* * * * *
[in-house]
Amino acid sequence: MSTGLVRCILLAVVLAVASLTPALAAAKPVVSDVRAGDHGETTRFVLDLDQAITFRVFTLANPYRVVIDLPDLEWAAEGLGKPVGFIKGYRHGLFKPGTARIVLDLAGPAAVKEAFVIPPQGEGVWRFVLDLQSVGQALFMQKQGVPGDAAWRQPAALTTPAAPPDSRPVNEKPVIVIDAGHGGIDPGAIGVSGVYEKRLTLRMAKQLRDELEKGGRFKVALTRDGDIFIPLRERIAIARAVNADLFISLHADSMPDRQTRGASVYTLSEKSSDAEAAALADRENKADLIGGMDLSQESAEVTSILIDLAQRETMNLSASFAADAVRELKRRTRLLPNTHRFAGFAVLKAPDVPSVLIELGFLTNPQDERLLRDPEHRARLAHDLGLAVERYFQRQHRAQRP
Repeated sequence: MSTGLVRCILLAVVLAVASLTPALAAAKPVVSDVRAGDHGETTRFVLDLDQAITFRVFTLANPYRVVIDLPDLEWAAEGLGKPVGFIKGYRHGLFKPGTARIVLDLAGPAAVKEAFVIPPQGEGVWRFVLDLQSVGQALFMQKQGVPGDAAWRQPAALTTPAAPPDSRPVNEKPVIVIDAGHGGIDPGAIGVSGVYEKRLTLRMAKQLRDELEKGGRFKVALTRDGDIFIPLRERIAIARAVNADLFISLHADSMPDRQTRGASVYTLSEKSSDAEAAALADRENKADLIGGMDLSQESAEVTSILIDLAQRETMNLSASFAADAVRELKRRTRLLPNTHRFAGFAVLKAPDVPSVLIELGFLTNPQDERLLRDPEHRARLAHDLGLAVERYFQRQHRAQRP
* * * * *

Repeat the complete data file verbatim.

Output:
[in-house]
Amino acid sequence: MSTGLVRCILLAVVLAVASLTPALAAAKPVVSDVRAGDHGETTRFVLDLDQAITFRVFTLANPYRVVIDLPDLEWAAEGLGKPVGFIKGYRHGLFKPGTARIVLDLAGPAAVKEAFVIPPQGEGVWRFVLDLQSVGQALFMQKQGVPGDAAWRQPAALTTPAAPPDSRPVNEKPVIVIDAGHGGIDPGAIGVSGVYEKRLTLRMAKQLRDELEKGGRFKVALTRDGDIFIPLRERIAIARAVNADLFISLHADSMPDRQTRGASVYTLSEKSSDAEAAALADRENKADLIGGMDLSQESAEVTSILIDLAQRETMNLSASFAADAVRELKRRTRLLPNTHRFAGFAVLKAPDVPSVLIELGFLTNPQDERLLRDPEHRARLAHDLGLAVERYFQRQHRAQRP
Repeated sequence: MSTGLVRCILLAVVLAVASLTPALAAAKPVVSDVRAGDHGETTRFVLDLDQAITFRVFTLANPYRVVIDLPDLEWAAEGLGKPVGFIKGYRHGLFKPGTARIVLDLAGPAAVKEAFVIPPQGEGVWRFVLDLQSVGQALFMQKQGVPGDAAWRQPAALTTPAAPPDSRPVNEKPVIVIDAGHGGIDPGAIGVSGVYEKRLTLRMAKQLRDELEKGGRFKVALTRDGDIFIPLRERIAIARAVNADLFISLHADSMPDRQTRGASVYTLSEKSSDAEAAALADRENKADLIGGMDLSQESAEVTSILIDLAQRETMNLSASFAADAVRELKRRTRLLPNTHRFAGFAVLKAPDVPSVLIELGFLTNPQDERLLRDPEHRARLAHDLGLAVERYFQRQHRAQRP